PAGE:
The forms of electronic programs studied included:
- Desktop Computers
- Mobile Apps
- Phone/Computer Based Interactive Voice Response
“At this point, the effects of the available brief electronic interventions are small, and evidence that they help people to drink within recommended limits is lacking,” said lead researcher Eric Dedert of Duke University School of Medicine in Durham, N.C. “However, electronic interventions for alcohol misuse hold significant promise, and there is a need to develop more intensive interventions.”
The most common programs used involved a single intervention, participants answer alcohol use related questions and then get info on how their drinking compares to their peers, according to the article. Overall, there were limited reports of alcohol use reductions from electronic interventions.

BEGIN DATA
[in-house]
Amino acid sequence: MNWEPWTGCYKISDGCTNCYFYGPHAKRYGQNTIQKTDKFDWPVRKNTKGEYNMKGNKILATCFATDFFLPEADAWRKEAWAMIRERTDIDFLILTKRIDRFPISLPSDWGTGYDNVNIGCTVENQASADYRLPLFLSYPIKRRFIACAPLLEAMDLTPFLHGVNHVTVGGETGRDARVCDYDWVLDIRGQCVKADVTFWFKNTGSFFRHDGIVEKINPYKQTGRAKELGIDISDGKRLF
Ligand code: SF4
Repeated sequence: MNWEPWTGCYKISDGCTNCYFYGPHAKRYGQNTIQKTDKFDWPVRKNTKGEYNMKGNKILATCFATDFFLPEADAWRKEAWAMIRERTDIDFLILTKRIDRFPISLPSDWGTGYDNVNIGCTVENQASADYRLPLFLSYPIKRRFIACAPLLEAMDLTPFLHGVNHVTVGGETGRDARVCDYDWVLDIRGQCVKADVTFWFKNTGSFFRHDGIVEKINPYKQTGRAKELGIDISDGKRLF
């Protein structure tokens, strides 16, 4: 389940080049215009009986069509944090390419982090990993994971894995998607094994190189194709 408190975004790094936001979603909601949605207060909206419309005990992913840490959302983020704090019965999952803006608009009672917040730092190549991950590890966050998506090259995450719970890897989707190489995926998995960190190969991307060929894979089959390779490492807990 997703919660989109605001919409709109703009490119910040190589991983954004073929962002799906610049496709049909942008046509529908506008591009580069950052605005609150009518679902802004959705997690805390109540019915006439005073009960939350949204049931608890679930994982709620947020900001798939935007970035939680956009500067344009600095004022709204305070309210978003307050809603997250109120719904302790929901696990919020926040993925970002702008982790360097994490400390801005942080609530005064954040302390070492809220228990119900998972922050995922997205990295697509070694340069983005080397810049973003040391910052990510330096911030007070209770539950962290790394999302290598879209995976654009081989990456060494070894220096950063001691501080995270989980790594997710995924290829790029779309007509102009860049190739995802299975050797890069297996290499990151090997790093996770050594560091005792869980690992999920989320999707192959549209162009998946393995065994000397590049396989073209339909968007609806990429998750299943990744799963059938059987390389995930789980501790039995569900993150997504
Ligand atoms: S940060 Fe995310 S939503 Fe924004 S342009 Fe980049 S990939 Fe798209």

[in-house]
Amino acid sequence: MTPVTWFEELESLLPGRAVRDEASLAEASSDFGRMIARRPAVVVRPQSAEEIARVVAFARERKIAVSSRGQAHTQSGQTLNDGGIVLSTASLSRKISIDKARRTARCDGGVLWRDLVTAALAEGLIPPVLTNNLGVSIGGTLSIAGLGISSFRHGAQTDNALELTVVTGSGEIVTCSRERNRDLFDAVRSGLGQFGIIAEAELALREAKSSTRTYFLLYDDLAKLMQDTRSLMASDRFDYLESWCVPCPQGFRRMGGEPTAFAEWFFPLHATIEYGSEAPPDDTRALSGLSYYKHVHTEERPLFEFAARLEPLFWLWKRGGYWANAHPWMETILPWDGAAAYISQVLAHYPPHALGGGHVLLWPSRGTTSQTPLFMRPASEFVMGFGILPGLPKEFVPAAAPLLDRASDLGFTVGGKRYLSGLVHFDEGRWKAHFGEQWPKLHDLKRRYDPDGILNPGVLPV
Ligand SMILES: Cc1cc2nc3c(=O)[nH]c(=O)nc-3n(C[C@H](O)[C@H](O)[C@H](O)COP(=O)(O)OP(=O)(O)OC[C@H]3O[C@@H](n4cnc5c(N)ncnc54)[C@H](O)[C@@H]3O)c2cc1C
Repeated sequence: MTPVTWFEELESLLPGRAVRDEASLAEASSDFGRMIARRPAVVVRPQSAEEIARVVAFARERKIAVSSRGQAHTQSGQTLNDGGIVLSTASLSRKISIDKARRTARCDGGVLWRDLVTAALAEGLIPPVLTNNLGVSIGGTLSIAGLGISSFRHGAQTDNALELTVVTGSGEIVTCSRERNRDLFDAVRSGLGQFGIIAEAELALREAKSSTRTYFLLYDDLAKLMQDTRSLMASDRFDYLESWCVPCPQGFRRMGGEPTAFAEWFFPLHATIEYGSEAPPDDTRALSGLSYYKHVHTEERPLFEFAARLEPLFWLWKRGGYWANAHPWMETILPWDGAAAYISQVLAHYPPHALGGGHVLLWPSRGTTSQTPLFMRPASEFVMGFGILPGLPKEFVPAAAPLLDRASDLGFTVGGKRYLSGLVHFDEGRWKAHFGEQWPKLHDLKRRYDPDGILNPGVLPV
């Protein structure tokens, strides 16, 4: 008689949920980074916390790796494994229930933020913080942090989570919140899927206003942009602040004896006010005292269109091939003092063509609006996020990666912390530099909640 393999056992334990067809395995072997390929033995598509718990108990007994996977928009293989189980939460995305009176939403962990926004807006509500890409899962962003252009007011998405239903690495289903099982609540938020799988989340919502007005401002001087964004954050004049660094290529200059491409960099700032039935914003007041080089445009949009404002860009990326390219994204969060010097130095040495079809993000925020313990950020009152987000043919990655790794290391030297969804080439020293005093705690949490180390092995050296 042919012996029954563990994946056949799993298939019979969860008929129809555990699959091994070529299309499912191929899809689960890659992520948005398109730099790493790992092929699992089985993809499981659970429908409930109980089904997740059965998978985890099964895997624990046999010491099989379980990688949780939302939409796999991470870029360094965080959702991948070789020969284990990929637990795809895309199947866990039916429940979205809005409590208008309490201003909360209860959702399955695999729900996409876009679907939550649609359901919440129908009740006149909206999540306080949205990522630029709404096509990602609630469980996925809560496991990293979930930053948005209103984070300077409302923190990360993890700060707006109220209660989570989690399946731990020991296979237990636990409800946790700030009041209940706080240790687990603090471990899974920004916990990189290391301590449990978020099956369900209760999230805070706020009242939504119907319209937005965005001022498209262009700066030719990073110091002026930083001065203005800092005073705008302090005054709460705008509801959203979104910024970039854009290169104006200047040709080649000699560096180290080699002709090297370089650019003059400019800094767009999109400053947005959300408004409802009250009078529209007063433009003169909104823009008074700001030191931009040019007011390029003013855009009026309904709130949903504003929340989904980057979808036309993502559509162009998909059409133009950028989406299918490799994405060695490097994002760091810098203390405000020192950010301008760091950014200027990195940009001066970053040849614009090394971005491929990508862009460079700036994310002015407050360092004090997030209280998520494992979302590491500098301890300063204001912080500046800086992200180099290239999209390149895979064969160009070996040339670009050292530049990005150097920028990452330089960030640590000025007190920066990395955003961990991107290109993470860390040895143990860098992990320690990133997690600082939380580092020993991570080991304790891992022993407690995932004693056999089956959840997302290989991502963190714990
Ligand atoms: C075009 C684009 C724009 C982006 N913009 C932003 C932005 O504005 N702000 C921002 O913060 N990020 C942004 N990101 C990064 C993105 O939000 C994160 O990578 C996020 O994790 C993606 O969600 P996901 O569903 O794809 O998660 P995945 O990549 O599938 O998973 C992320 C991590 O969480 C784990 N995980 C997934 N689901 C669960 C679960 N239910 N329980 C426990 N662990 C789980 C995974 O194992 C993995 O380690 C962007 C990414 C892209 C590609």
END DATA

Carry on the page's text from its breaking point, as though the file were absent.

Dr. James Garbutt, a professor of psychiatry from the University of North Carolina, Chapel Hill, told HealthDay:
"The underlying idea is of interest -- can we use brief and inexpensive electronic interventions to help individuals reduce their harmful drinking?" He adds, "These data suggest that stronger electronic interventions, possibly including interventions from a live human being, may be necessary to attain more meaningful improvements in drinking behavior."
The findings were published in the Annals of Internal Medicine.